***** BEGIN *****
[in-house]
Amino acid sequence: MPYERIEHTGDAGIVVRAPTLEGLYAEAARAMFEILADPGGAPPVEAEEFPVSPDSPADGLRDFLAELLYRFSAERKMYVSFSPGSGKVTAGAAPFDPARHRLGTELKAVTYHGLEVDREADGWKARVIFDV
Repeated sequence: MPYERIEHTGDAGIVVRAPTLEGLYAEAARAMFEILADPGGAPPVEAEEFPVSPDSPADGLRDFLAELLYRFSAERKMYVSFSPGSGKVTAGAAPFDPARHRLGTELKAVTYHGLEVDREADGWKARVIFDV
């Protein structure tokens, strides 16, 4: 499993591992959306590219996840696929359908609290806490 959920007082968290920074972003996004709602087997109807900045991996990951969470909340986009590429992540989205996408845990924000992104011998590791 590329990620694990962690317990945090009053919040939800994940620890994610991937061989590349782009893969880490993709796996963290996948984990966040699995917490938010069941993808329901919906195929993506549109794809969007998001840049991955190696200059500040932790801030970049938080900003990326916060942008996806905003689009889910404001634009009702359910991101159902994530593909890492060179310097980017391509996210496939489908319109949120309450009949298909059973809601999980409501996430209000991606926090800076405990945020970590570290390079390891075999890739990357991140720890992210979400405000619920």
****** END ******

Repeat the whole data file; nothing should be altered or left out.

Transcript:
[in-house]
Amino acid sequence: MPYERIEHTGDAGIVVRAPTLEGLYAEAARAMFEILADPGGAPPVEAEEFPVSPDSPADGLRDFLAELLYRFSAERKMYVSFSPGSGKVTAGAAPFDPARHRLGTELKAVTYHGLEVDREADGWKARVIFDV
Repeated sequence: MPYERIEHTGDAGIVVRAPTLEGLYAEAARAMFEILADPGGAPPVEAEEFPVSPDSPADGLRDFLAELLYRFSAERKMYVSFSPGSGKVTAGAAPFDPARHRLGTELKAVTYHGLEVDREADGWKARVIFDV
């Protein structure tokens, strides 16, 4: 499993591992959306590219996840696929359908609290806490 959920007082968290920074972003996004709602087997109807900045991996990951969470909340986009590429992540989205996408845990924000992104011998590791 590329990620694990962690317990945090009053919040939800994940620890994610991937061989590349782009893969880490993709796996963290996948984990966040699995917490938010069941993808329901919906195929993506549109794809969007998001840049991955190696200059500040932790801030970049938080900003990326916060942008996806905003689009889910404001634009009702359910991101159902994530593909890492060179310097980017391509996210496939489908319109949120309450009949298909059973809601999980409501996430209000991606926090800076405990945020970590570290390079390891075999890739990357991140720890992210979400405000619920």